Taking on the World

Tips for globetrotters with bleeding disorders
Author: Gillian Scott

For many young adults, travel is a rite of passage. But along with rights come responsibility. Whether they set off to explore another state or even another country, are visiting friends or attending a conference, travelers should follow basic safety rules. Lock your hotel door, don’t carry a lot of cash or valuables, be aware of your surroundings and don’t discuss travel plans with strangers. For young adults with bleeding disorders, there are a few more safety considerations.  

Preparation is key to traveling safely, says Susan Hunter, RN, BSN, senior hemophilia clinical nurse in the Hemostasis and Thrombosis Center at University Hospitals Case Medical Center in Cleveland, Ohio. That means first contacting the staff at your hemophilia treatment center (HTC).  “The anxiety of not knowing what to do when you’re away can be pretty high,” says Hunter. “One of the goals of planning is to decrease that anxiety.”

Your HTC can help you develop an individualized treatment plan. This can include creating a supply list and discussing the resources available at your travel destination. 


Before traveling to the Galapagos Islands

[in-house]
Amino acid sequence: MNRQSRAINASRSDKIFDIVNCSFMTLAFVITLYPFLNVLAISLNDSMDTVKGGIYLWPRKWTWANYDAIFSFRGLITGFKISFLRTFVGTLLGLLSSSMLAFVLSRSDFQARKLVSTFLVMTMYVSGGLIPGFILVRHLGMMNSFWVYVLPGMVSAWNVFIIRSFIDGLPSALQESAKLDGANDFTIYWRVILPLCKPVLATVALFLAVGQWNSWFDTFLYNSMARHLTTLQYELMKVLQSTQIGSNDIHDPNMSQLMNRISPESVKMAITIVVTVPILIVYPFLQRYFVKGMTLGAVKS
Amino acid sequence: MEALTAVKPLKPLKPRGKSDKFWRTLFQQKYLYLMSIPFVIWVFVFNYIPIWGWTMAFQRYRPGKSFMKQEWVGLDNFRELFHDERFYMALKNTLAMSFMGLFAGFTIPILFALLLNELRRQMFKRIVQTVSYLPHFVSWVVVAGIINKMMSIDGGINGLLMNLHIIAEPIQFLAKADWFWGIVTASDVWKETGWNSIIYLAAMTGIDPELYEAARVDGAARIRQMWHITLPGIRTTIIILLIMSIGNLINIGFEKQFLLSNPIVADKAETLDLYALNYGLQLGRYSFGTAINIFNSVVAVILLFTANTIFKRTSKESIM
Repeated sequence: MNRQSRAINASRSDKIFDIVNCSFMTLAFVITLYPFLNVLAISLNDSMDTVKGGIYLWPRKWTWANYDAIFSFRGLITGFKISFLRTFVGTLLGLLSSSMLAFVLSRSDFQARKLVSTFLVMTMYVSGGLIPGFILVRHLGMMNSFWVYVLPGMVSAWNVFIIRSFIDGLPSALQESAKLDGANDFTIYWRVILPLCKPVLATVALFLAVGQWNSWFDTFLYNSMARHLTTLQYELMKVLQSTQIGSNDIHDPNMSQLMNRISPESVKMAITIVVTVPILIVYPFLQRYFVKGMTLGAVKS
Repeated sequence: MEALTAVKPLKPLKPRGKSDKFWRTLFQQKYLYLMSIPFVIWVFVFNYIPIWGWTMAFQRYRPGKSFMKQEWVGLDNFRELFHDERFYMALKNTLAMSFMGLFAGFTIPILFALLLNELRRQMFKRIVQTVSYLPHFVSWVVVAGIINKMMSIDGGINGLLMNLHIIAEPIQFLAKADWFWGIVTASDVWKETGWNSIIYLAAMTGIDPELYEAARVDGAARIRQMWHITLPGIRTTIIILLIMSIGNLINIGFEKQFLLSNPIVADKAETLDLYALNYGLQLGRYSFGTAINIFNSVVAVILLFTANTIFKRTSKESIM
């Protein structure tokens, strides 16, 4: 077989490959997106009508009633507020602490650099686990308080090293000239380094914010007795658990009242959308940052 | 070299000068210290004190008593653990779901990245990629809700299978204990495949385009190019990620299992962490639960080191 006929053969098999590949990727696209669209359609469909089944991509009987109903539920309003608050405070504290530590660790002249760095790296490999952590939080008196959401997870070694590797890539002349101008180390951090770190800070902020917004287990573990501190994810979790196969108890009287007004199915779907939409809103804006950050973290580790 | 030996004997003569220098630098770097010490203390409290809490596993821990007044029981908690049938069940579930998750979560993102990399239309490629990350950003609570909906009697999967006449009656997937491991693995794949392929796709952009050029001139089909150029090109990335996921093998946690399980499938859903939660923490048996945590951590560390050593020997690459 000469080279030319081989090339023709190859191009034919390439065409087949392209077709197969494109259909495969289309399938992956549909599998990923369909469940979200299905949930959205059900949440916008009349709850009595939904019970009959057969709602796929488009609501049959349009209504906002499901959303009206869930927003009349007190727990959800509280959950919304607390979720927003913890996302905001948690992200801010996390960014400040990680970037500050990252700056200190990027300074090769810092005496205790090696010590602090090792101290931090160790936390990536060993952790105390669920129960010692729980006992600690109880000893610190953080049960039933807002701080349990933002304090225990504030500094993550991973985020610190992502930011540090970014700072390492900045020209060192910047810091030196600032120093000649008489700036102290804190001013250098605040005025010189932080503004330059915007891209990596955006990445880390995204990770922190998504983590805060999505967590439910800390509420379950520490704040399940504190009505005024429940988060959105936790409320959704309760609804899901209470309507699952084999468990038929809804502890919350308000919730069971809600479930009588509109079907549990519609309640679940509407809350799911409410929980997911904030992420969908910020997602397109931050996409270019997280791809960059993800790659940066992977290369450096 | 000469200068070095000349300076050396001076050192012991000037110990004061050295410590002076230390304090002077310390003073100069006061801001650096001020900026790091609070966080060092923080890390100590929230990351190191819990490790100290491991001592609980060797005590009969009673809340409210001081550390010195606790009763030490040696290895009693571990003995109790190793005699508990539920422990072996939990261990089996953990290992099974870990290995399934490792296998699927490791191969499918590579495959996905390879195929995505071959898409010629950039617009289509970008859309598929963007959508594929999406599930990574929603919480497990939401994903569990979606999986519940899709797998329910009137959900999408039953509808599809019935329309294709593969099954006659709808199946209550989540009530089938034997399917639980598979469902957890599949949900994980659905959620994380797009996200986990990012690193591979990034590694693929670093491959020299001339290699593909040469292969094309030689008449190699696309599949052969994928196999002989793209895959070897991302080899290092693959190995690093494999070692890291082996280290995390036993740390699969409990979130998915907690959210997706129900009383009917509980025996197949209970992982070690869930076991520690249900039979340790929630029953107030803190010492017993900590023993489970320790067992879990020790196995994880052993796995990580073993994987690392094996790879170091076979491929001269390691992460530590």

and Ecuador, Danielle Schwager worked
closely with her HTC.

Know before you go

When Ohio native Danielle Schwager was a senior in college, she studied in the Galapagos Islands and in Ecuador. “For about 10–11 days, we lived on a yacht in the middle of the ocean,” she says. Schwager has mild hemophilia B. She and her parents had concerns about her being far from a hospital in case something happened. Schwager wondered how she should prepare. 

Schwager’s HTC helped her create a travel and treatment plan. In addition to advising her on how much medication to bring, her HTC nurse taught her, a professor and a fellow student how to infuse. “I had only used my treatment once,” says Schwager. She uses on-demand therapy, treating only when bleeding occurs or is likely to occur. “It was a learning process for all of us.”

Contact your insurer

HTC staff can make travelers with a bleeding disorder aware of a variety of other issues, says Hunter. For instance, if you’re heading to a different time zone, you may need to adjust your medication schedule and your infusion timing. Contact your primary care provider well in advance to determine if vaccinations are needed for overseas travel. (HTCs do not provide vaccinations.) You may be referred to an infectious-disease specialist for the necessary immunizations before you travel overseas.

Hunter also recommends reviewing your insurance coverage. Find out what services will be covered at your destination. Confirm that the type and amount of supplies you need to bring will be covered. Some insurance plans have strict rules on how much factor you can order at one time. Your HTC can help you ask the right questions.

Travel is now a big part of Schwager’s job as an admissions counselor for Kent State University in Ohio. Still, she considers her trip to Ecuador and the Galapagos one of the best experiences she’s ever had. “I’m so glad I never held myself back.”